Directors and senior managers will find themselves under increasing scrutiny if work-related deaths happen as a result of gross corporate failures, RoSPA said ahead of next week's implementation of the Corporate Manslaughter and Corporate Homicide Act.
The Act, which comes into force on Sunday (April 6), makes it clear that the full weight of criminal law will be brought to bear on organisations in which standards have fallen far below what could have been reasonably expected.
Although individuals will not be liable under the new law, prosecutions for corporate manslaughter (in England, Wales and Northern Ireland) and corporate homicide (in Scotland) will look into management systems and practices across the organisation in question. The behaviour of those in senior positions will be scrutinised and a substantial part of the health and safety failure must have been at a senior level. Individual directors and senior managers are also coming under greater scrutiny in investigations carried out under existing health and safety laws.
Roger Bibbings, RoSPA's Occupational Safety Adviser, said: “If anyone dies as a result of gross corporate failings, directors who do not take safety seriously enough will find themselves in the firing line. Those organisations that have not assured themselves that they have proper corporate governance of safety in place need to take action.
“Although the Government has said that corporate manslaughter prosecutions will be reserved for the very worst cases only, just how serious corporate offending will have to be is yet to be determined.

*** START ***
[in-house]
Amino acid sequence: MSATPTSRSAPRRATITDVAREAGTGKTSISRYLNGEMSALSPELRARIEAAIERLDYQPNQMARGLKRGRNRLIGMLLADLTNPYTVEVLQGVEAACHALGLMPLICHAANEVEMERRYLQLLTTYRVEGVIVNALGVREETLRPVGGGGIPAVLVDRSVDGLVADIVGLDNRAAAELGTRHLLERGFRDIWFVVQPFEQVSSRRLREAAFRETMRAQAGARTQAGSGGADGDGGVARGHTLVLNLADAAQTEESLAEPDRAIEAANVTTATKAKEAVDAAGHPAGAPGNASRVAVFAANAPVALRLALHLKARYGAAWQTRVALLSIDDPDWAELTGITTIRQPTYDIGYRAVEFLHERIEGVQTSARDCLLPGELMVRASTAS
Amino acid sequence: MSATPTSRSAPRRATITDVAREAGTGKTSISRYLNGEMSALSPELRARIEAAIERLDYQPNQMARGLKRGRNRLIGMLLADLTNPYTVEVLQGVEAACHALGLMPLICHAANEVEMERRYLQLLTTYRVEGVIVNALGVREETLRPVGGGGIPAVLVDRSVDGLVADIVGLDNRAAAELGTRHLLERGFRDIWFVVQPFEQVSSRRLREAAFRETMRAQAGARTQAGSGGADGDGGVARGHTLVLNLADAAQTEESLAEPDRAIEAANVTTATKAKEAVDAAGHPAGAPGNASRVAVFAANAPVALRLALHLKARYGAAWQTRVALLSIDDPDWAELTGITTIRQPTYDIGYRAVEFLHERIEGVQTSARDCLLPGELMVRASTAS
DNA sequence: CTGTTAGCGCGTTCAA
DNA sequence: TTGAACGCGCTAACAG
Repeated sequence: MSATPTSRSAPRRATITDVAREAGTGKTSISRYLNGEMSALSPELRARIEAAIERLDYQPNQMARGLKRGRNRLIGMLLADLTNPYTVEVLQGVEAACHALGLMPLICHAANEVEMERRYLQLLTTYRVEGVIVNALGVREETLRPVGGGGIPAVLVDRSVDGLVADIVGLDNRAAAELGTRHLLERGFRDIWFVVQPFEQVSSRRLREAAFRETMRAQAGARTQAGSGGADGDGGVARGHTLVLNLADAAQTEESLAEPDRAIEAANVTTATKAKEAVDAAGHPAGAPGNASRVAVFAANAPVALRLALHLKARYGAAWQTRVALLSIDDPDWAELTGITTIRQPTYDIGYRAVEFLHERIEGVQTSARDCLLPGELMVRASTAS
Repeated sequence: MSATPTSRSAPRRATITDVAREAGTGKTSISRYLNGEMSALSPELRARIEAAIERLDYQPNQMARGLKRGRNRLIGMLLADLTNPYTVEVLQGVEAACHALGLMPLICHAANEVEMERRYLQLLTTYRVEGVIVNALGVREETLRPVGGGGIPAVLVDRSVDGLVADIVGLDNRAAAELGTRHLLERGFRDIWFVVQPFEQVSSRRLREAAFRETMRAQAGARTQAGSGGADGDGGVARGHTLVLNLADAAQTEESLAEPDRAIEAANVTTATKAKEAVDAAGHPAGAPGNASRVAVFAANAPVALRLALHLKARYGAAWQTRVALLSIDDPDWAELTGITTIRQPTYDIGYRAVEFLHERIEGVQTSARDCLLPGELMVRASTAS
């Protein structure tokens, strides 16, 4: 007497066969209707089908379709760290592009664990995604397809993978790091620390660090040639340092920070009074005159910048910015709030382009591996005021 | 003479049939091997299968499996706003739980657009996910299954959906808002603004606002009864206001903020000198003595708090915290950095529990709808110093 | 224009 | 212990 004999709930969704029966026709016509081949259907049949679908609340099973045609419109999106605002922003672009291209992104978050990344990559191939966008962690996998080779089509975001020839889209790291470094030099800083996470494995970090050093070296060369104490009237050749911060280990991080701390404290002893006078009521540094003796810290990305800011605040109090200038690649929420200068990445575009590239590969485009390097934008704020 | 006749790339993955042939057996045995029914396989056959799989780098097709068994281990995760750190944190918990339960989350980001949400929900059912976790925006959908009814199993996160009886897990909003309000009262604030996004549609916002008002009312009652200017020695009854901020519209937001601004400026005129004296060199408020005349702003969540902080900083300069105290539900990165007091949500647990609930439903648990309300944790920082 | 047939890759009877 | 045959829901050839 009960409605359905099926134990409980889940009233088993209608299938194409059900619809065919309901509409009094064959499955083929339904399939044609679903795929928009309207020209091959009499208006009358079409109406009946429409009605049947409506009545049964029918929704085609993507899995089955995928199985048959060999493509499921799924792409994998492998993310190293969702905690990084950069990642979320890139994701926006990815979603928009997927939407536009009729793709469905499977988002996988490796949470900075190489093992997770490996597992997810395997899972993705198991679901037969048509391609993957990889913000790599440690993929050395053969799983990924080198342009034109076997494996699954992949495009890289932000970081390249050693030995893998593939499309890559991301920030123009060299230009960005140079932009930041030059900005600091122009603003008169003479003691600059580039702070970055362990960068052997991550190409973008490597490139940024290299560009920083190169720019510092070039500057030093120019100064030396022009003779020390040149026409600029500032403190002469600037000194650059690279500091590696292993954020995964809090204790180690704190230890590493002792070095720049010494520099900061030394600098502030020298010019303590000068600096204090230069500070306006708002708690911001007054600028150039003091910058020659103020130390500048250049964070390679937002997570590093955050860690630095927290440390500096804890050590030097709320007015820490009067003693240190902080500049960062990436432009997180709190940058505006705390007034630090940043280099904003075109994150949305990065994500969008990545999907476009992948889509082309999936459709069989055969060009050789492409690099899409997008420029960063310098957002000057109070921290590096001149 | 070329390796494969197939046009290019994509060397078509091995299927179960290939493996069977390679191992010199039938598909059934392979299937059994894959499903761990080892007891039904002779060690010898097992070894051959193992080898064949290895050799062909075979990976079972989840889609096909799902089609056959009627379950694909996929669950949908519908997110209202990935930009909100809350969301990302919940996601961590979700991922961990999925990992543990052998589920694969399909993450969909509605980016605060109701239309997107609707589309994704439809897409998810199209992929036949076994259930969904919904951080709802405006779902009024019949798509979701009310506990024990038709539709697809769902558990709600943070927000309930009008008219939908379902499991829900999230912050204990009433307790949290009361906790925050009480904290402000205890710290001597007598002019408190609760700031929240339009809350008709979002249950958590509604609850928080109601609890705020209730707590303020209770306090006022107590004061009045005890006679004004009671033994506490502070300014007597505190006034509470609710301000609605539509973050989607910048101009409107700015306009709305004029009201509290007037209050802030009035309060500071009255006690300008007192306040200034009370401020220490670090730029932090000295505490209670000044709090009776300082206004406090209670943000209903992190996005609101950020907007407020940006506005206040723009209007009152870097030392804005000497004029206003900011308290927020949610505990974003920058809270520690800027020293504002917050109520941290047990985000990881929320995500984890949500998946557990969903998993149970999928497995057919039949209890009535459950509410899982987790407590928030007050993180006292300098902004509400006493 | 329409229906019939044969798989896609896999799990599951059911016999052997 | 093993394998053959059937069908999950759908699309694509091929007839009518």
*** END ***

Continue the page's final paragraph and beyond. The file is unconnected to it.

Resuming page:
“While directors themselves will not be prosecuted for the new offence, it is highly likely that there will be parallel action against both companies and their directors and senior managers under health and safety legislation.”
RoSPA was among the organisations that campaigned for a revision to corporate manslaughter law, in particular to address the imbalance between successful prosecutions of small firms for the crime of manslaughter and faltering prosecutions of large firms.
An organisation found guilty of the new offence will be liable to an unlimited fine, possibly up to 10 per cent of annual turnover averaged over the previous three years. A publicity order could be imposed and a court may also, through a remedial order, require an organisation to take steps to address the failures behind the death.
Roger Bibbings said: “The potential knock-on effects of a conviction are huge, including severe damage to the reputation of the organisation in question, resulting in a loss of business and plummeting share prices.
“But the new law should not be used as an excuse for banning things or becoming totally risk averse. It should, however, help to focus the attention of those organisations that still have a semi-detached view of safety.
“RoSPA is continuing to offer briefings and consultancy services to organisations with a particular emphasis on how directors and senior managers can exercise strong personal leadership and build the kind of safety culture that will help them save lives, reduce injuries and, from a business point of view, avoid the costly repercussions of accidents.”
See www.rospa.com/directors/ for information on RoSPA's services for directors, and www.rospa.com/developingleadership/ for details of RoSPA's Developing Leadership Action conference on May 13.
RoSPA's mission is to save lives and reduce injuries.